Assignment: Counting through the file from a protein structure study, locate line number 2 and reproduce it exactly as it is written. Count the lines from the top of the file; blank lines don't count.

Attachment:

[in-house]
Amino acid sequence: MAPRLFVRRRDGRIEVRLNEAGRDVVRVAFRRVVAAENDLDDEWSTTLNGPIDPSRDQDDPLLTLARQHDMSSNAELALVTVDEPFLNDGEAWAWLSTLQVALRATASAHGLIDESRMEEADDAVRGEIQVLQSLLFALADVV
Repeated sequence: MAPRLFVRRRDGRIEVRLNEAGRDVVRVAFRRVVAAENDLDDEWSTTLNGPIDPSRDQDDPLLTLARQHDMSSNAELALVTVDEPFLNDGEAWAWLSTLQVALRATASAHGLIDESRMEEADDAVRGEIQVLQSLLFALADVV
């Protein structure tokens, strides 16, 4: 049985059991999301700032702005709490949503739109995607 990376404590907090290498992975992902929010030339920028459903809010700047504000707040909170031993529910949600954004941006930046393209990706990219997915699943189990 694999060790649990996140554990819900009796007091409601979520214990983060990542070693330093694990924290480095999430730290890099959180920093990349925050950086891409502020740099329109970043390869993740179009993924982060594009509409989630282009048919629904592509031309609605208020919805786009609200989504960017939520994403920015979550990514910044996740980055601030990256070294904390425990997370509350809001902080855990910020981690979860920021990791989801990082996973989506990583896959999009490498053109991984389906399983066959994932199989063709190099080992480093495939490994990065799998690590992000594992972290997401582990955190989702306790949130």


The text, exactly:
Amino acid sequence: MAPRLFVRRRDGRIEVRLNEAGRDVVRVAFRRVVAAENDLDDEWSTTLNGPIDPSRDQDDPLLTLARQHDMSSNAELALVTVDEPFLNDGEAWAWLSTLQVALRATASAHGLIDESRMEEADDAVRGEIQVLQSLLFALADVV